Diagrams of proteins
On the left-hand side is a conventional diagram, as widely used in molecular biology, of adenylate kinase, where the chain of amino acids is drawn by loops, with cylinders for the alpha helices. On the right-hand side is a diagram of a simple, `physicists's' model of a protein, where the protein is taken to be cubic and where the differences in binding strengths of the different faces are denoted by different colours.
The purpose of this workshop is to bring together biologists and physicists working on protein-protein interactions, including aggregation and crystallisation.
Most of the dry mass of cells is protein, and proteins do most of the `work' in cells. Understanding their function is therefore essential to understand cells. The function of globular proteins requires specific and often very strong interactions, e.g. for recognition, in a complex mixture of thousands of other proteins. The proteins must also fold, be soluble, and avoid binding to other proteins, DNA, etc.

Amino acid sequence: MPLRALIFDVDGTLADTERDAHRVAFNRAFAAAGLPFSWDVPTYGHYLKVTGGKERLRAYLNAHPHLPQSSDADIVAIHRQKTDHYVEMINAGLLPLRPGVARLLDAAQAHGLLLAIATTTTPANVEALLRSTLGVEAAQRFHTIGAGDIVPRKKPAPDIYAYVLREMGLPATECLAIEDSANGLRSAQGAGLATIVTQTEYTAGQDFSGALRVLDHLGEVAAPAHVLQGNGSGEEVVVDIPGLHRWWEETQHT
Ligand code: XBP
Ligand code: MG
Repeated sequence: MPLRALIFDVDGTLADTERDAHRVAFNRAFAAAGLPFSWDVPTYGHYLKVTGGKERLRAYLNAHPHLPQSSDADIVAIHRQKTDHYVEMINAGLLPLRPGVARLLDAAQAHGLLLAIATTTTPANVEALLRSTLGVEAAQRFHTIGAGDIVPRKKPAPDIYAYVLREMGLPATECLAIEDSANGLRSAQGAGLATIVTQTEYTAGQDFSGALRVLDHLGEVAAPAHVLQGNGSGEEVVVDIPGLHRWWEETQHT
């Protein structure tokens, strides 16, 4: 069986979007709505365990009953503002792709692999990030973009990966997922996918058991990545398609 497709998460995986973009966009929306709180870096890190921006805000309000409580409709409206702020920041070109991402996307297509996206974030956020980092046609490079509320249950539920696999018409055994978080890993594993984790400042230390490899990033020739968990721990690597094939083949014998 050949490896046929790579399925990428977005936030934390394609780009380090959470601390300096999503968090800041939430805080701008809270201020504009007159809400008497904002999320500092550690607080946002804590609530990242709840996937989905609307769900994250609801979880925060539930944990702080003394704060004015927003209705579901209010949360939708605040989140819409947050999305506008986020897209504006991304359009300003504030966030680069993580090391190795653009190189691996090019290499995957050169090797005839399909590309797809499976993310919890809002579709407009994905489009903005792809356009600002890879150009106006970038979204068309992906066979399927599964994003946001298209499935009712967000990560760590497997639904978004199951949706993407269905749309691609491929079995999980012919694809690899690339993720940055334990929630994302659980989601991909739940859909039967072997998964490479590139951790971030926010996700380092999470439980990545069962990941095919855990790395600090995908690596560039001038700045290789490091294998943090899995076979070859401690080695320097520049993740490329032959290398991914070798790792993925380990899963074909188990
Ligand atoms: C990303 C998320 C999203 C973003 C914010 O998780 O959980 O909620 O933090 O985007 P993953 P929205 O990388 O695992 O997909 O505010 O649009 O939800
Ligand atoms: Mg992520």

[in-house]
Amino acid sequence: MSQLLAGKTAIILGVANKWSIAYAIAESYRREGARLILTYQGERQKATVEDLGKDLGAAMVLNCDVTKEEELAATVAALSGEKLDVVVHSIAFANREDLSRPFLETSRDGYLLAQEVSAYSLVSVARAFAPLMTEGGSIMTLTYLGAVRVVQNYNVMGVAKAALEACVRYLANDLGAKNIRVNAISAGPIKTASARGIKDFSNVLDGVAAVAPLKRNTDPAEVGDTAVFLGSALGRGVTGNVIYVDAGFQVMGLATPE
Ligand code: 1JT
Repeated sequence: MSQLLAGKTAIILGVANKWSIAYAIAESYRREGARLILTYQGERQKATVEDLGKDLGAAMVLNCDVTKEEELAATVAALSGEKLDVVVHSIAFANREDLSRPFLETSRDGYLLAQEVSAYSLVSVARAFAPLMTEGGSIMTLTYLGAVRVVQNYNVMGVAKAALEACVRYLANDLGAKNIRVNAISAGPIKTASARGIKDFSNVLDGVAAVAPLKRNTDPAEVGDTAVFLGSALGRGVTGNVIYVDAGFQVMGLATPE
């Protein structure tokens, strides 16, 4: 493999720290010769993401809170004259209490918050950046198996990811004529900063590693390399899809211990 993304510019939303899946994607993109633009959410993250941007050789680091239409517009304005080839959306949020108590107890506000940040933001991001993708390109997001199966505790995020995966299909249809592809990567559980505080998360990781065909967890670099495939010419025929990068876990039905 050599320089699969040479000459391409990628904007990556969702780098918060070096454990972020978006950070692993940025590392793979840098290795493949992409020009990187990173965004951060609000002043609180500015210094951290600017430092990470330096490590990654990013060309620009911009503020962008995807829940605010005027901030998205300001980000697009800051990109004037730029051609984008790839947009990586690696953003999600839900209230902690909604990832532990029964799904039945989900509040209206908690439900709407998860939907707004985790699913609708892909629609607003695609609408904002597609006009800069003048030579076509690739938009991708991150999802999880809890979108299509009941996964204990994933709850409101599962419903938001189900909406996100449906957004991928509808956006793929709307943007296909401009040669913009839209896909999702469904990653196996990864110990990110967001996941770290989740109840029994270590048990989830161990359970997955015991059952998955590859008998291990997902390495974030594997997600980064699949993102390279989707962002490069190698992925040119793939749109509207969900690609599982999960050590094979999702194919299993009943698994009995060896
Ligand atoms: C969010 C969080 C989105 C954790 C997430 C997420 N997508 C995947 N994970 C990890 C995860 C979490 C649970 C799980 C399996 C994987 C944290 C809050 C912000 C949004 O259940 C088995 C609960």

The workshop will bring together scientists from the physical and biological sciences to study how this feat is accomplished. Topics will include protein crystallisation and aggregation, protein interaction networks, macromolecular crowding, and related issues.
It will include a poster session where participants may present and discuss their work with scientist from theoretical physicists to structural biologists.